How my endometriosis became severe before anyone noticed

The undiagnosis of my endometriosis

Okay, so my first sentence is going to contradict my headline: I’ve just been diagnosed with severe endometriosis. But I what I want to write about is how it got so bad without any of my specialists, my GP or myself even questioning if I had it (until very recently at least).

Because what happened when I came round after my laparoscopy (a keyhole surgery to investigate for things like endometriosis) was the surgeon looked genuinely shocked, and said to me: “It’s weird, you should be more symptomatic.” To which I replied: “I am, but it’s just been put down to my other illnesses.”

And this sparked a little flame of anger in me. Why had it got this bad before being discovered? My drugged-up reply was part of the answer. But it wasn’t the whole answer. Because I had gone into that surgery half expecting to be told they couldn’t find anything wrong. That’s what happens when you have Lyme, ME or Fibromyalgia. You get a new symptom, you have it investigated, everything comes back normal.

So I’ve decided there are three factors at play here:
1. If you already have a chronic illness new symptoms get blamed on the pre-existing condition (by yourself and doctors)
2. Period pain and related symptoms aren’t taken seriously enough (by yourself and doctors)
3. The taboo around period discussion means women don’t know what’s “normal”

So let’s examine these one at a time.

1. The catch-all condition

When my fibromyalgia symptoms started, and my endometriosis got a lot worse, I mentioned to three separate doctors how bad my symptoms had got during my period.

To my rheumatologist I said: “My pain gets really bad during my periods. My normal pain flares but my hips and my stomach just all hurt together.”

His response: “Yes, fibromyalgia patients report that.”

No follow up questions. No: “do you have heavy, irregular periods.” Just a, yes that will be the condition I’ve only just diagnosed you with. (I’m now slightly suspicious knowing how far the endometriosis had spread from what they could see in the laparoscopy and the fact they might want to do an MRI to investigate further that it might not be fibromyalgia after all. A discussion to be had when I go back to see the surgeon.)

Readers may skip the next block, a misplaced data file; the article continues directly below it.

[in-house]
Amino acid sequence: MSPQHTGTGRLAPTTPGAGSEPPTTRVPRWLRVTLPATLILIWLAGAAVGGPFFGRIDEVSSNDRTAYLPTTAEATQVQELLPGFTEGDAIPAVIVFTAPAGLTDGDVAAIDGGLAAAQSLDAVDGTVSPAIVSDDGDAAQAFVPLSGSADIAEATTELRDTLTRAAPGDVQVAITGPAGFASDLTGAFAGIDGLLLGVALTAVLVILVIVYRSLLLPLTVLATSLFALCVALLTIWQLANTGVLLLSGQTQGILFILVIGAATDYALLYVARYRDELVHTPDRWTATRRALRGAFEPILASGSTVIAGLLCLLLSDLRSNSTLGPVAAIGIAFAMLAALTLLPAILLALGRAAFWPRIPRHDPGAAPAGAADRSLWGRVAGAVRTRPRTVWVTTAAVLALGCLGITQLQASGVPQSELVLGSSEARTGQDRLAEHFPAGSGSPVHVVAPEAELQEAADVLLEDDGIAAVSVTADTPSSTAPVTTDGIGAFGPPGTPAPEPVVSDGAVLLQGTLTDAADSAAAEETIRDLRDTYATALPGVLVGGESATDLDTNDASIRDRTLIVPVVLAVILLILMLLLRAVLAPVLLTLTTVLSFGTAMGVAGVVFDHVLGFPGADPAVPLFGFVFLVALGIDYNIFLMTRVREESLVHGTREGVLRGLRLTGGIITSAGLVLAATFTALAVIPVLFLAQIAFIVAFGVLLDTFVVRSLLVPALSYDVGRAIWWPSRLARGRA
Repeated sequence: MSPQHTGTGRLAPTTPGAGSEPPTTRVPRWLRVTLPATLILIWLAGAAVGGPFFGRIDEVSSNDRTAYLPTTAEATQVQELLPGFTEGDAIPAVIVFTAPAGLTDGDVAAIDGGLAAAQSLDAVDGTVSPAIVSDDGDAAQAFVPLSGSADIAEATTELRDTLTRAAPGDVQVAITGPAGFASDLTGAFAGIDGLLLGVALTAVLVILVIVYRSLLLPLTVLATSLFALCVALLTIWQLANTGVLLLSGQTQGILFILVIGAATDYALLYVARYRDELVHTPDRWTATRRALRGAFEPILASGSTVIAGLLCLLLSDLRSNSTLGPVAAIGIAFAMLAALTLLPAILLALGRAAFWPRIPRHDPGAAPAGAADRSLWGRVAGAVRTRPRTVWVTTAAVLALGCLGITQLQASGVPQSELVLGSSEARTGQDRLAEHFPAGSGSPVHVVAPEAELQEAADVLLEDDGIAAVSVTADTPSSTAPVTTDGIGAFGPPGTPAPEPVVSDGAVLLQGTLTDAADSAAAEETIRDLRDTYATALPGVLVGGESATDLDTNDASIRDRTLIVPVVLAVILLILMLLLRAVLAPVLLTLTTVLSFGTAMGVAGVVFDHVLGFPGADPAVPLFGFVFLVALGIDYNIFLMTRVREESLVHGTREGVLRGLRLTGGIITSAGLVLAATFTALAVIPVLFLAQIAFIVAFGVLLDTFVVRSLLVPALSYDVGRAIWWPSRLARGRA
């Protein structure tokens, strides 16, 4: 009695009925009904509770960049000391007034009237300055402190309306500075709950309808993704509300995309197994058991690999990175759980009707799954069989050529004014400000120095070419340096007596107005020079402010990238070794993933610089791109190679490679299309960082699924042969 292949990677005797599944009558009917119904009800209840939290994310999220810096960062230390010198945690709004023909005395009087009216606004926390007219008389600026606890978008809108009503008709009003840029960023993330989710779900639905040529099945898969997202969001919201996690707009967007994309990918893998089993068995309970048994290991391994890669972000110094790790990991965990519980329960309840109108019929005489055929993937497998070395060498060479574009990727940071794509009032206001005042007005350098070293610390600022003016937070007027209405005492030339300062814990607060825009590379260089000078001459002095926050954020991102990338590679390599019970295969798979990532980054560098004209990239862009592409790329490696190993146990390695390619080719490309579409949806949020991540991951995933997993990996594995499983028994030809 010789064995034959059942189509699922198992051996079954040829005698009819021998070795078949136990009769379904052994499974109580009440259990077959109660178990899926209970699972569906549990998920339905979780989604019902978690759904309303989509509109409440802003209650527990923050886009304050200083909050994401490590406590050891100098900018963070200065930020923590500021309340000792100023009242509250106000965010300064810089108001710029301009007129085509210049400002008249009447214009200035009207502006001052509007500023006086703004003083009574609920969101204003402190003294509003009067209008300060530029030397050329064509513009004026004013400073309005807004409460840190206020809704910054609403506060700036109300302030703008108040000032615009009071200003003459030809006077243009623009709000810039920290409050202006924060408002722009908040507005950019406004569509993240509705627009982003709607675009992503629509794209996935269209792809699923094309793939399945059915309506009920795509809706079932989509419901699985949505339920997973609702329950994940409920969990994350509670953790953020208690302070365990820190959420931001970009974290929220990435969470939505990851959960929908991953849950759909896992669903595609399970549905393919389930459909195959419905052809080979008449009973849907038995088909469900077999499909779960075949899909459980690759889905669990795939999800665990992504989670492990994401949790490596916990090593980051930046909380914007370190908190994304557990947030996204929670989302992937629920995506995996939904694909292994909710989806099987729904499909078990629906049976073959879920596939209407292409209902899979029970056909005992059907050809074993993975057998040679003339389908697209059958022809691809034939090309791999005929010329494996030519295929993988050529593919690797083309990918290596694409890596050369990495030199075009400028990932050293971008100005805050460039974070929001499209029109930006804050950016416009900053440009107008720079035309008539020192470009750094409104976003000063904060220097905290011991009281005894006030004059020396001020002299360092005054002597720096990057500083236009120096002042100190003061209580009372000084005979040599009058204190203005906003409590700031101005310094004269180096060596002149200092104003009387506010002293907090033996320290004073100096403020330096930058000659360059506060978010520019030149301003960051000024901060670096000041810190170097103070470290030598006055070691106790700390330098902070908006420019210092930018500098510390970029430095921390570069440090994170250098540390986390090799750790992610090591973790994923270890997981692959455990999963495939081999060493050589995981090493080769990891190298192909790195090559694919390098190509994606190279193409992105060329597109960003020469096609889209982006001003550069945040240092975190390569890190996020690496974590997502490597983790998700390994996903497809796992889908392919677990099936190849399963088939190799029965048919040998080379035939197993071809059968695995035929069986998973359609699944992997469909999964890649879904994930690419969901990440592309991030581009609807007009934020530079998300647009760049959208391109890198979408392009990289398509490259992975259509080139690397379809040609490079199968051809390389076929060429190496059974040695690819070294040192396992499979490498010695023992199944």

But I accepted that, though. I believed him and thought I just had to get on with it.

I also told my ME clinic about how badly my periods were affecting me. I was seeing a clinical psychologist there, but they normally refer more medical questions onto other team members. What didn’t help here is they knew I was seeing a rheumatologist who was investigating my new symptoms.

But I told them this: “I feel like I spend my life recovering from periods. My exhaustion increases the week before, the week during (my periods last seven days) and then I spend two weeks trying to get myself back to normal from that. Then… I might be lucky and get a few more weeks before another period, or it just starts up again.”

I also told them how bad my pain gets just before and during my period. But I was being investigated by someone else, and when the rheumatologist diagnosed me with Fibromyalgia they too accepted this as the explanation for all my symptoms and we stopped mentioning it.

My GP, actually, I give a lot of credit to. After being told I had to put up with this and it seemingly just getting worse, I went to her with desperation in my voice for the first time (I’m a regular in her office so she knew this wasn’t normal for me) and said: “Can I stop taking breaks from my pill so I don’t have periods?”

No was her answer, but she did instead put me on a different pill, the mini-pill, because “it helps her endometriosis patients”. She too had accepted the fibromyalgia as the cause, but she did treat my symptoms. And it helped. A lot.

At first it made things worse, when I had my periods my pain lasted longer. But soon my periods vanished and my pain settled down to something I could cope with. I was no longer stiffly stumbling into the living room in tears once a month, saying “could you get me a hot water bottle,” between sobs and then loading myself up on painkillers.